I have been wondering whether the banking argument has got a bit stuck because politicians prefer to keep the bankers in the Box of Blame – rather than actually looking at the problem and trying to solve it.
So here are three facts which point to a very specific problem, which is not to do with the inherent evils of banking – or anything remotely like that – but to the market conditions where they find themselves.
Exhibit #1. Only about ten per cent of bank lending goes on real, productive investments. The rest tends to go on property speculation or is lent in various ways among themselves.
That is the way the global market works. Global banks are under market constraints which means they have to go for the most profitable ventures. It isn’t their fault: it is the rules of the game set for them.
Exhibit #2. Lending to small and medium-sized businesses is still falling in the UK, despite the recovery. In every other nation in Europe except Hungary, small business lending has returned to pre-2008 levels. Here the rate of the reduction has slowed down, but it is still going down.
Again, this isn’t the fault of the banks. It is a logical response to the new Basel regulations and the lack of a local banking infrastructure in the UK, capable of accepting local deposits and using them as the basis for supporting local enterprise.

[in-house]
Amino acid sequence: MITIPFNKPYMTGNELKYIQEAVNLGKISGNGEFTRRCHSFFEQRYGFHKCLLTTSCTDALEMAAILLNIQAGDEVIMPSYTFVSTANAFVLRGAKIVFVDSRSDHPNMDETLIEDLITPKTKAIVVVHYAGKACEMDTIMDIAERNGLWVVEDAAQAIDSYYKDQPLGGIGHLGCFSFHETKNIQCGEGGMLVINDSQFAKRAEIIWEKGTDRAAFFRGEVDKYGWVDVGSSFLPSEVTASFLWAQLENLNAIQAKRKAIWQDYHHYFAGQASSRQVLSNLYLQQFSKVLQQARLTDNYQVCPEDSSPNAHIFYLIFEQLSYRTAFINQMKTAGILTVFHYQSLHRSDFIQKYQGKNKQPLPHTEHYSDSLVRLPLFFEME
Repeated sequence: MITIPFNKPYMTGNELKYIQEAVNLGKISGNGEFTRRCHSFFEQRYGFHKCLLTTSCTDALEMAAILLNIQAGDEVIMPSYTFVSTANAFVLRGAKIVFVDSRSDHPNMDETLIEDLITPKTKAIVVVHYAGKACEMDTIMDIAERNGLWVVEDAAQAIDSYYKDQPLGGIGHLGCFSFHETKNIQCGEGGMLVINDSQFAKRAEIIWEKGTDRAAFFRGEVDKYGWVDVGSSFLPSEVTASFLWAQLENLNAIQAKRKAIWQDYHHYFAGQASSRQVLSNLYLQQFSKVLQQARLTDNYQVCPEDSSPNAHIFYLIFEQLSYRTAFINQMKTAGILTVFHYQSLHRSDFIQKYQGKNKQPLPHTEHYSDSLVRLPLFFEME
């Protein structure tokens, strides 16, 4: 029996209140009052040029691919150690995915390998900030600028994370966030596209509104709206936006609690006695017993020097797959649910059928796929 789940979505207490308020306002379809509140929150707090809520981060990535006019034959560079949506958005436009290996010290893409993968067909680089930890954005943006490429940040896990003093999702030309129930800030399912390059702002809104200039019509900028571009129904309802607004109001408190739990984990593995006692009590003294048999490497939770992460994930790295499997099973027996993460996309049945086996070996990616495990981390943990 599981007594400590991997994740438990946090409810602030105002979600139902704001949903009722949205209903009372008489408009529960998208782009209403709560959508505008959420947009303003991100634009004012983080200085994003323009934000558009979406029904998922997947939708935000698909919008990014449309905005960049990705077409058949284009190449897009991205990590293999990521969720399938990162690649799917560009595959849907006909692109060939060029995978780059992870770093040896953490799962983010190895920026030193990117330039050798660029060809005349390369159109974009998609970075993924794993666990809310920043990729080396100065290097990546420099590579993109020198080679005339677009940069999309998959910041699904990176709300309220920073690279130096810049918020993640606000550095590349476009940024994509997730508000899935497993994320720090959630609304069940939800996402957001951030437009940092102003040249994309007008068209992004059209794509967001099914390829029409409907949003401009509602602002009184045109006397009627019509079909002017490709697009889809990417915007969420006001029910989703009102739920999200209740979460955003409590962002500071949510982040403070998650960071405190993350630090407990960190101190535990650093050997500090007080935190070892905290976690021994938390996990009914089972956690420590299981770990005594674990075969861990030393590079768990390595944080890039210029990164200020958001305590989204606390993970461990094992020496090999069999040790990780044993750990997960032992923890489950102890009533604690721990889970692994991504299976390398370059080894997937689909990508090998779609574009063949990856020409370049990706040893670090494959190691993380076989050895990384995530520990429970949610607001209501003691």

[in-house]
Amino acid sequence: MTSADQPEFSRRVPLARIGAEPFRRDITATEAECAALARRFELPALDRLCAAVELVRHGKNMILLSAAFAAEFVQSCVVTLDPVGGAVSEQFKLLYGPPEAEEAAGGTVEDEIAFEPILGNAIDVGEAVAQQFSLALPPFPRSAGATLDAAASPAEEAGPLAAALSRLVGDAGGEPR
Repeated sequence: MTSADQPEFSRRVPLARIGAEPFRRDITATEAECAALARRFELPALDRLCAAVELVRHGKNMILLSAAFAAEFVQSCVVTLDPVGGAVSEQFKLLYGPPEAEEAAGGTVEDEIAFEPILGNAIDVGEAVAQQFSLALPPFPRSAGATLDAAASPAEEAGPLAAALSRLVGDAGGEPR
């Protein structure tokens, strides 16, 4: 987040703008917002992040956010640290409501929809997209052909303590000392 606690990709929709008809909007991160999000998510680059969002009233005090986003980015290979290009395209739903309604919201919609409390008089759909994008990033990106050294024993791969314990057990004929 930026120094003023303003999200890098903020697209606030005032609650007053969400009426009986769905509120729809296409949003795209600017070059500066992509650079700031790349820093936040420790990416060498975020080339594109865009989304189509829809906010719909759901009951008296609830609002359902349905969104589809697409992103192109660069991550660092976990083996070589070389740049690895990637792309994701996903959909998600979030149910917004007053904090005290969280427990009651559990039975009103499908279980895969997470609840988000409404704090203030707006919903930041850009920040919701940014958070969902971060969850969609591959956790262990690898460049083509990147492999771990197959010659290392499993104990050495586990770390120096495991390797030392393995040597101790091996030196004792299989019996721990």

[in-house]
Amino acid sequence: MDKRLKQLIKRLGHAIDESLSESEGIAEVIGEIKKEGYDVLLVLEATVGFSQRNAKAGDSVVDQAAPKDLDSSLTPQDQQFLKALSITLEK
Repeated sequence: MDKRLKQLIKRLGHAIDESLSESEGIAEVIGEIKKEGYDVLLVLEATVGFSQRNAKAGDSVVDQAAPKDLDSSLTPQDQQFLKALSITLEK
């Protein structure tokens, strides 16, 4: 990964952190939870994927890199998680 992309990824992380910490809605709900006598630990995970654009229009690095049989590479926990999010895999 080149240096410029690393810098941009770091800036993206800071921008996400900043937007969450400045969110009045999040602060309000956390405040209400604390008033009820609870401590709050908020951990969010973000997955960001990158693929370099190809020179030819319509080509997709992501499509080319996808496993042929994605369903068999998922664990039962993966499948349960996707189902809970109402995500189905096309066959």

Exhibit #3. Of the 30 new banks now awaiting approval from the regulator, only one plans to provide current accounts. Local banks do not appear by magic.
It isn’t the fault of the bankers that they can no longer serve the SME market. The problem for politicians is not whose fault it is – it is whether or not the UK economy needs SME lending.
If it does, then we need an infrastructure capable of providing it, as other countries have.
The big bankers get very considerable privileges for their role in the economy, personally and professionally. If their banks are no longer able to lend in that market, then they must create an infrastructure that can.
Why has small business lending recovered in other European countries? Because they have a local banking infrastructure, and an infrastructure that takes deposits rather than just lending other people’s money.
There is no way we can rebalance the economy without one in the UK. That is the big shift that is required – but the politicians have to move first.